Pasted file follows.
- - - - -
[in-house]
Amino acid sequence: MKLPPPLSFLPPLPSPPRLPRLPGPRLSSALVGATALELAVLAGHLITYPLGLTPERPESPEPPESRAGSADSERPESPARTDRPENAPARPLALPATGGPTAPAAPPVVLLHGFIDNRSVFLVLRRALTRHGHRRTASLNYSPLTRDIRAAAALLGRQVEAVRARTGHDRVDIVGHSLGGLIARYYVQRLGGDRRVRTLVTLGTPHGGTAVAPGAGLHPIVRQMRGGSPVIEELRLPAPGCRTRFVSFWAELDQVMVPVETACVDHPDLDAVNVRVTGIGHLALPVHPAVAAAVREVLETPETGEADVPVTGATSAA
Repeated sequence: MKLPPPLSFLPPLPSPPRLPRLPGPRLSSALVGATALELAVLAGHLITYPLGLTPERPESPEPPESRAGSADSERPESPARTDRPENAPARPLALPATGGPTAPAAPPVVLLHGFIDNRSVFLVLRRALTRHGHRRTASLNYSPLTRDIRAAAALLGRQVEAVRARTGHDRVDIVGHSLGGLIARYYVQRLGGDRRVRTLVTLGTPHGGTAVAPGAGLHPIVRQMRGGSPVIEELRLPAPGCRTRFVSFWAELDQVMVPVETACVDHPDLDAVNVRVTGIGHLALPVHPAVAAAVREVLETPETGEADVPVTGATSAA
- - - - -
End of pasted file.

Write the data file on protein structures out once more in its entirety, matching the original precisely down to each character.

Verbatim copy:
[in-house]
Amino acid sequence: MKLPPPLSFLPPLPSPPRLPRLPGPRLSSALVGATALELAVLAGHLITYPLGLTPERPESPEPPESRAGSADSERPESPARTDRPENAPARPLALPATGGPTAPAAPPVVLLHGFIDNRSVFLVLRRALTRHGHRRTASLNYSPLTRDIRAAAALLGRQVEAVRARTGHDRVDIVGHSLGGLIARYYVQRLGGDRRVRTLVTLGTPHGGTAVAPGAGLHPIVRQMRGGSPVIEELRLPAPGCRTRFVSFWAELDQVMVPVETACVDHPDLDAVNVRVTGIGHLALPVHPAVAAAVREVLETPETGEADVPVTGATSAA
Repeated sequence: MKLPPPLSFLPPLPSPPRLPRLPGPRLSSALVGATALELAVLAGHLITYPLGLTPERPESPEPPESRAGSADSERPESPARTDRPENAPARPLALPATGGPTAPAAPPVVLLHGFIDNRSVFLVLRRALTRHGHRRTASLNYSPLTRDIRAAAALLGRQVEAVRARTGHDRVDIVGHSLGGLIARYYVQRLGGDRRVRTLVTLGTPHGGTAVAPGAGLHPIVRQMRGGSPVIEELRLPAPGCRTRFVSFWAELDQVMVPVETACVDHPDLDAVNVRVTGIGHLALPVHPAVAAAVREVLETPETGEADVPVTGATSAA